Art/ Collection/ Art Object

Gold statuette of Zeus Serapis

2nd century A.D.
H.: 1 1/8 in. (2.9 cm)
Gold and Silver
Credit Line:
Gift of Mrs. Frank Knox, 1953
Accession Number:
On view at The Met Fifth Avenue in Gallery 169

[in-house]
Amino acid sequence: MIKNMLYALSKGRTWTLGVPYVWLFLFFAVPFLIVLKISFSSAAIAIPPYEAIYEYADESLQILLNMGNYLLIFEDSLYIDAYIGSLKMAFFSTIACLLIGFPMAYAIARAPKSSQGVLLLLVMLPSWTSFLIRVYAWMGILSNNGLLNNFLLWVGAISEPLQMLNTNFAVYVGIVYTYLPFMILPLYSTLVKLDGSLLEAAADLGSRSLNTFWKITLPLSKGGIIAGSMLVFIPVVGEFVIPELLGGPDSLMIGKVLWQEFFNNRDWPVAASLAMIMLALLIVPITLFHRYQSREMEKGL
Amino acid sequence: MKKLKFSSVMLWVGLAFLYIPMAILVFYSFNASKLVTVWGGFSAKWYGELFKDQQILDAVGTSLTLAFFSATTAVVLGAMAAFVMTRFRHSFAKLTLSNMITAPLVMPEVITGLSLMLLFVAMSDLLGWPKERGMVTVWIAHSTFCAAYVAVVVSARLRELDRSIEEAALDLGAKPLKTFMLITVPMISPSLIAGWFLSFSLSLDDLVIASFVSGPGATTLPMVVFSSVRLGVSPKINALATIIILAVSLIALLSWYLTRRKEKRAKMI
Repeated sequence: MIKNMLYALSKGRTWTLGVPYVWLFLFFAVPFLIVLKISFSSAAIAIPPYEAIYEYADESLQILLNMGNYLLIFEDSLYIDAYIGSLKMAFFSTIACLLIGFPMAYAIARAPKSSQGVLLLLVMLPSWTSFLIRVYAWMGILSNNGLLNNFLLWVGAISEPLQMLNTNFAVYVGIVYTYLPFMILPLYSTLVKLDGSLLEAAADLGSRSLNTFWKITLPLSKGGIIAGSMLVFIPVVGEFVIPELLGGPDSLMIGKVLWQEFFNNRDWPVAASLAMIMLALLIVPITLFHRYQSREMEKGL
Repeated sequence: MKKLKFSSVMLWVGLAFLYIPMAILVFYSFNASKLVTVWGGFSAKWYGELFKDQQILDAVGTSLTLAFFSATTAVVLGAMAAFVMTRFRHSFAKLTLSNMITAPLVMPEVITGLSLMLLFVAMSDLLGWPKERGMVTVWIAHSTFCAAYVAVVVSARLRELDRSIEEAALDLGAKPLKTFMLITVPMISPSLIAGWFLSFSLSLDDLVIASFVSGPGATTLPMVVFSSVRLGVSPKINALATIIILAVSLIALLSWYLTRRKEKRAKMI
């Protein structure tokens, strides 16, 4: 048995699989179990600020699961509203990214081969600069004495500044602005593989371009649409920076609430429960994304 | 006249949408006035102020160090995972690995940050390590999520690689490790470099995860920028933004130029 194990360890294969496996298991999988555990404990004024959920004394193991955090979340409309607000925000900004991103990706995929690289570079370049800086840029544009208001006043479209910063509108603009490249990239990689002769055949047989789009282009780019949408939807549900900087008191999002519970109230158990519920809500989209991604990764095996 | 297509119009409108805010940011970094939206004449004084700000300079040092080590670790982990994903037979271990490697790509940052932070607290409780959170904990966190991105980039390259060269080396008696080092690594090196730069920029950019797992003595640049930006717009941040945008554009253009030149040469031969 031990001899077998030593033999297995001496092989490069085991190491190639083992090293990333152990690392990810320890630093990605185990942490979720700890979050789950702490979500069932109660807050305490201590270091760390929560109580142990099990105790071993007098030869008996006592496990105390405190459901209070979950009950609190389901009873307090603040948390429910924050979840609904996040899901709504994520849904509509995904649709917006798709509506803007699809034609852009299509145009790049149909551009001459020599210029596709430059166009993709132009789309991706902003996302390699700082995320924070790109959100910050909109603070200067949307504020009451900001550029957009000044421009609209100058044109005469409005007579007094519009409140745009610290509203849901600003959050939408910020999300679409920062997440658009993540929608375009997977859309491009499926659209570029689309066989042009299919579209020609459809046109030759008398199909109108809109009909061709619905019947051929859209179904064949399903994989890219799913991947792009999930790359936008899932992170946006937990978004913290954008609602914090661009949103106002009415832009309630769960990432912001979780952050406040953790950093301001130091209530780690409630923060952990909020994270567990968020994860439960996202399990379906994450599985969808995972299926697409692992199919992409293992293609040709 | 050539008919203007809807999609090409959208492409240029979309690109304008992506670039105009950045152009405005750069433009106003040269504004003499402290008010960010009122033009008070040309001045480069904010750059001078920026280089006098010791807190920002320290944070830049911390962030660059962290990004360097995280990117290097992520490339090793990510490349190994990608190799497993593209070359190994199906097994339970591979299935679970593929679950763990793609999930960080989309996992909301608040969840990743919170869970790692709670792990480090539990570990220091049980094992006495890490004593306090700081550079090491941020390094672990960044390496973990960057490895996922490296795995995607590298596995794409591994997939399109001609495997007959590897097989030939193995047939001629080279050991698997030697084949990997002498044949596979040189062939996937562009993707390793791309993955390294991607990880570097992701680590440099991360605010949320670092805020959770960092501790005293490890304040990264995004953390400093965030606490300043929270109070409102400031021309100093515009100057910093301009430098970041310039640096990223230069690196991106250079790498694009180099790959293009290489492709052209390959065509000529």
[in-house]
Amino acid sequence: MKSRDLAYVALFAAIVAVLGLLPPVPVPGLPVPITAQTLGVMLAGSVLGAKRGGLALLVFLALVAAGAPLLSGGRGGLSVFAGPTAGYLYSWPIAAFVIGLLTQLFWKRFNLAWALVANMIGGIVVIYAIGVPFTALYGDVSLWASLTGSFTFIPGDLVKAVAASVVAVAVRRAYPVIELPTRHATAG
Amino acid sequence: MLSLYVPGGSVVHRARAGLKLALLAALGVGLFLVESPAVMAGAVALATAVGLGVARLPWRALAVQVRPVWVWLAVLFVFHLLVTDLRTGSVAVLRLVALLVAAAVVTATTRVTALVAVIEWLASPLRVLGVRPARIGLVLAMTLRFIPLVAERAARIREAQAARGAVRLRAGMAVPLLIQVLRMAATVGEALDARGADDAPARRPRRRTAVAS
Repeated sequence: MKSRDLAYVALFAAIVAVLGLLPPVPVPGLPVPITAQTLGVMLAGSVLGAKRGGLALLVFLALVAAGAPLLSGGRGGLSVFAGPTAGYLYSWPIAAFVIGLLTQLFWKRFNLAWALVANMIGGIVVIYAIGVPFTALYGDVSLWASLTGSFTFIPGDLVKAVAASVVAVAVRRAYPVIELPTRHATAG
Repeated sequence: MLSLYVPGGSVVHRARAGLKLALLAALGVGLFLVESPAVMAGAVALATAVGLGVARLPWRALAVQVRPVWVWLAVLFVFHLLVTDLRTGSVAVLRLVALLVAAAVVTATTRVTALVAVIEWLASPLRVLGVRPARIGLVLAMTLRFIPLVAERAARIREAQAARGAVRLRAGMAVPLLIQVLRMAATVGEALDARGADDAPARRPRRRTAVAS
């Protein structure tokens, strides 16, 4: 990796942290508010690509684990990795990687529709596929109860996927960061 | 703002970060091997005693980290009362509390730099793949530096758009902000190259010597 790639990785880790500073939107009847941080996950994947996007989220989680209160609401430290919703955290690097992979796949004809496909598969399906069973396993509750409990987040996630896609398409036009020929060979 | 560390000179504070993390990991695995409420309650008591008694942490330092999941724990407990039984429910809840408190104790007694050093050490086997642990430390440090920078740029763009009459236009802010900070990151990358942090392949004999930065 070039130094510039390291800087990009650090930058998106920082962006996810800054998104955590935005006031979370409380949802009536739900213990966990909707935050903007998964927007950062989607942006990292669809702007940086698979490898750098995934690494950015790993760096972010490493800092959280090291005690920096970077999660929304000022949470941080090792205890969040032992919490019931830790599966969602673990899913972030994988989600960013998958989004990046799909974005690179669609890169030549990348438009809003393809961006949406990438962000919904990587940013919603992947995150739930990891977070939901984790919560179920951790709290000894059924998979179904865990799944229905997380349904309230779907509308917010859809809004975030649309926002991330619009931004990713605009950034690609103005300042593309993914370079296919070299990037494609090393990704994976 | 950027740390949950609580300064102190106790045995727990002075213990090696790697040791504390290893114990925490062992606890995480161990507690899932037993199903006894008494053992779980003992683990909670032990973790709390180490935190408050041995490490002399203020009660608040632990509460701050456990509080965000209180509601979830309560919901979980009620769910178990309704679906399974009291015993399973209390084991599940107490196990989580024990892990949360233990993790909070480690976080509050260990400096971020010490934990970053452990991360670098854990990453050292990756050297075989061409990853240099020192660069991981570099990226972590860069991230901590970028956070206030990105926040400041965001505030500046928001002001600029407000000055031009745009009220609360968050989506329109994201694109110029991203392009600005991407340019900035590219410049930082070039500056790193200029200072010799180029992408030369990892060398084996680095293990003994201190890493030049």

Serapis was essentially a construct of the Ptolemaic Greek rulers of Egypt, a conflation of the local gods Osiris and Apis. Although gradually subsumed into the all-pervading cult of Isis, Serapis was worshipped throughout the Roman world in the guise of Zeus, ruler of the heavens, or that of Hades, god of the Underworld. This small figure wears the Egyptian modius (grain measure) headdress and carries a cornucopia (horn of plenty) to symbolize a plentiful food supply.
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